Sony XD94 (KD-75XD9405) Ultra HD 4K TV Review
Big screen, big performance
What is the Sony XD94?The XD94 is Sony’s flagship Ultra HD 4K TV for 2016 and, unlike the XD93, it uses a full array LED backlight combined with local dimming. There’s only one model in this range, the KD-75XD9405, which uses a 75-inch screen size and retails for a surprisingly reasonable £4,999 as at the time of writing (July 2016). Unlike last year’s KD-75X9405C, the new model has dropped the large forward-firing speakers in favour of a more practical built-in audio solution. This makes more sense when you consider how large those speakers made the previous generation and, whilst the 75XD94 might not sound as good, it’s likely that anyone buying a screen this big will have an outboard audio system.
Along with the loss of the large speakers, the XD9405 also uses the same slim and minimalist design as the new XD9305, so despite it’s screen size it remains surprisingly unimposing. Aside from the cosmetic changes the XD94 is very similar to last year’s model with a 10-bit Triluminos panel for a wider colour gamut, X-tended Dynamic Range Pro with support for High Dynamic Range (HDR) and 4K X-Reality Pro. There’s also support for active shutter 3D and Sony’s implementation of the Android Smart TV platform. On paper at least, the KD-75XD9405 looks like a bit of a bargain when you consider the screen size and features but let’s take a closer look.
DesignDespite its huge screen size the XD94 is a decidedly elegant-looking TV with a stylish and minimalist design. The loss of the forward-firing speakers makes this generation far less ungainly and much easier to instal than in previous years. The screen is composed of a single sheet of glass with a 1cm wide black border around the image itself and an attractive champagne gold inlaid trim around the outer edge. Although the XD9405 uses a full array LED backlight the panel is remarkably thin, measuring just 20mm at the top and 40mm further down, where the electronics, connections and speakers are housed. Unlike the XD93, the power supply is built-in with the 75XD94, so there’s no brick-sized power adapter. At the bottom middle of the screen, just below the Sony logo there is an indicator light that can be turned off if you prefer.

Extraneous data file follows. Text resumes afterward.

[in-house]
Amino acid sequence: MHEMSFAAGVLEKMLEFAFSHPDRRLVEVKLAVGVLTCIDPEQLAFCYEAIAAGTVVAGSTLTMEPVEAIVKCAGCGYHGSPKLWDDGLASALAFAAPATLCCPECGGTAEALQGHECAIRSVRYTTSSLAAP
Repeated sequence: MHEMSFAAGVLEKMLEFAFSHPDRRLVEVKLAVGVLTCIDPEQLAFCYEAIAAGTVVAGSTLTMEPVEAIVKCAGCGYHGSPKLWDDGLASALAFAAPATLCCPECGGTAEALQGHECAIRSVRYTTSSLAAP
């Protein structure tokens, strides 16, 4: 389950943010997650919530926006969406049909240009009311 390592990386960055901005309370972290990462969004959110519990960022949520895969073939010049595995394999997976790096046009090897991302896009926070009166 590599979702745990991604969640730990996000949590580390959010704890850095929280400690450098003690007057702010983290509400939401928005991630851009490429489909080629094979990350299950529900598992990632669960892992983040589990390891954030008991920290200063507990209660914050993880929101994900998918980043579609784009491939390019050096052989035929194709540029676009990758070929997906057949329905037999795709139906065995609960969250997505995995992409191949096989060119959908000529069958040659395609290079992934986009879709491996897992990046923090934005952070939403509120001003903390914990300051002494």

The rear is made of black plastic and this is where all the connections are to be found, the majority of which can be hidden behind removable panels for tidier cable management. The 75XD9405 sits on an attractive sloped stand with a silver brushed metal finish. It can’t be swivelled, measures 55cm across and at the rear there’s a removable cover with grooves for running cables to keep things as tidy as possible. If you’re using the stand and plan on adding a soundbar, there is 8cm of clearance beneath the bottom of the image. If you would rather wall mount the XD94, then it comes with its own bespoke mount that slots into two holes at the rear of TV where the panel widens and the air vents are situated. The general build quality is excellent and everything has a solid and well engineered feel to it. The overall dimensions are 1672 x 960 x 52mm (WxHxD) and the 75XD94 weighs in at 43kg with the stand included.